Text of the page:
I’ve said it before: if we’d had Jamie first, we would have thought we were awesome parents from the get-go.  Since he was our second child, I know that, in so many respects, we’re just lucky.  He sleeps well, he self-soothes when he has to, he has an ability to reason and end-game a situation that is beyond his years, he potty-trained himself, and now, through no action of mine or Tony’s or anyone else’s, he has stopped sucking his thumb.


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I’ll admit that I didn’t even notice for a couple of days.  But there, just like it was nothing, he has shed this last babyish practice, almost on the eve of his third birthday.  What a kid.


(I’m pretty sure it was the illness that did it.  When one’s throat is so sore one can’t swallow, sucking one’s thumb just doesn’t have any appeal.)

Tuesday, June 10, 2014

Headed for a Slowdown

A daily nap?  Please, I’ll take two.


Life is getting slower here chez Cook.  I still exercise, I still do laundry and make dinner, but I’ve started asking for help with many other household chores.  And I’m not really going anywhere anymore, except the swimming pool.  In the hours following a session at the pool (during which I watch my children splash and play while I just sort of lounge in the water), I feel 20 pounds lighter than before.  I wish I had access to one every single day.


All that to say that I am feeling particularly boring these days, so here are some photos of my brood to liven up this space:


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Moon Sand.  Get some, it’s awesome.


I love how pulling out a box of the next-size-up clothing is like Christmas for my kids.  Jamie has found some cool new duds in his drawers lately, and it’s always amusing to see what he’s drawn to.  And the sunglasses?  Well, the kid who refused to wear them for the first (almost) three years of his life can no longer be parted from his shades.


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His future’s so bright.


I try not to let Charles have access to my phone, because when he does, I end up with 25 photos just like this one:


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His father’s son, he is on his way to mastering the cheesy smile.


My mom brought some new toys for Buster.  It took him a few days, but he disemboweled them with his usual precision.


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Charles woke up and looked outside and said, “Mommy, is that SNOW?  In SUMMER?”  Nope, just the consequence of your dumb dog being dumb.  And then I made Charles clean it up, because I don’t bend down unless I have to.  Also, I am mean.


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In the heat, he acts more feline than canine, stretching out lazily in the sun.  His most active time is at night, which he spends outside.  Not because I’m cold-hearted, but because he wants to, and I am tired up getting up (or making Tony get up) at 2 am to let him out to play.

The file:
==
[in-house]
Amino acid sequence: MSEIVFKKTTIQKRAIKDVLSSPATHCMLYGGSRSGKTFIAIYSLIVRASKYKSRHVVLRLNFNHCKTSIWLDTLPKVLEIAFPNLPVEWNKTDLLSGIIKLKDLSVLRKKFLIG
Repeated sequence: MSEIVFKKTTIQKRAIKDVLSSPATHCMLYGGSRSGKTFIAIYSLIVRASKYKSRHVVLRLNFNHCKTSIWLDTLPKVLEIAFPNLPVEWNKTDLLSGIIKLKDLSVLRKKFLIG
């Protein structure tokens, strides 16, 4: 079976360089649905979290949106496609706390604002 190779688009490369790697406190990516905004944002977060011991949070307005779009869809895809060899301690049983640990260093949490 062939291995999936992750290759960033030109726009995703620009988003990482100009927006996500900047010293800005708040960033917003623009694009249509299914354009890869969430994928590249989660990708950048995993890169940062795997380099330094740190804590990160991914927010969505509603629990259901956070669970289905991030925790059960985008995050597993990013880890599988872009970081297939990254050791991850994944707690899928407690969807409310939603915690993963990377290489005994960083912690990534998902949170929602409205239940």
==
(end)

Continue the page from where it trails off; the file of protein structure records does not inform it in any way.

For all my idleness lately, Tony is working double-time.  He fixed our fence (which blew down this winter) and is working on the bathroom floor (new linoleum and baseboard).



That’s a lot of cement.


But he wasn’t too busy to bring me some beautiful flowers:



Friday, June 6, 2014

Late Pregnancy Woes

Things I have recently forgotten:

  • To turn off my turn signal.  Sorry, I know.  I hate drivers like me, tooling along, signaling for a turn I never make or did make, but half a mile ago.  The turn signal in the van is SUPER quiet, and I am slowly losing my mind.
  • My office keys, at home.  Not very convenient.
  • An item (or two) on my grocery list.  Staring at me, right there on the list, and I don’t put it in my cart.  It’s like I don’t even see the words I wrote.


Things that hurt and/or are uncomfortable:

  • Everything.
  • Everything, especially my back, shoulders, hips, pelvis, and legs.
  • Everything, especially my whole body when I’m trying to go from horizontal to vertical to go to the bathroom fifteen times a night.
  • Everything, including my lower abdomen, which is where labor started the past two times for me, prompting me to freak out a little bit, abandon my evening walk with the dog, lie down and drink a bunch of water, and ultimately come to the conclusion that I am doing too much, all the time, and I definitely need to STOP LIFTING JAMIE regardless of how sick and pathetic he is.  (Not labor, don’t worry.)


Times I am tired during the day:

  • All the time.
  • Every hour.
  • This morning when I got up.
  • 20 minutes ago.
  • Right now.
  • 20 minutes from now.
  • Later this evening.


Frequency with which I have parented alone this week after a hard, long day at work:

  • Three out of five days.


Point in this pregnancy at which Tony is going on an overnight bachelor party for a friend:

  • 38 weeks.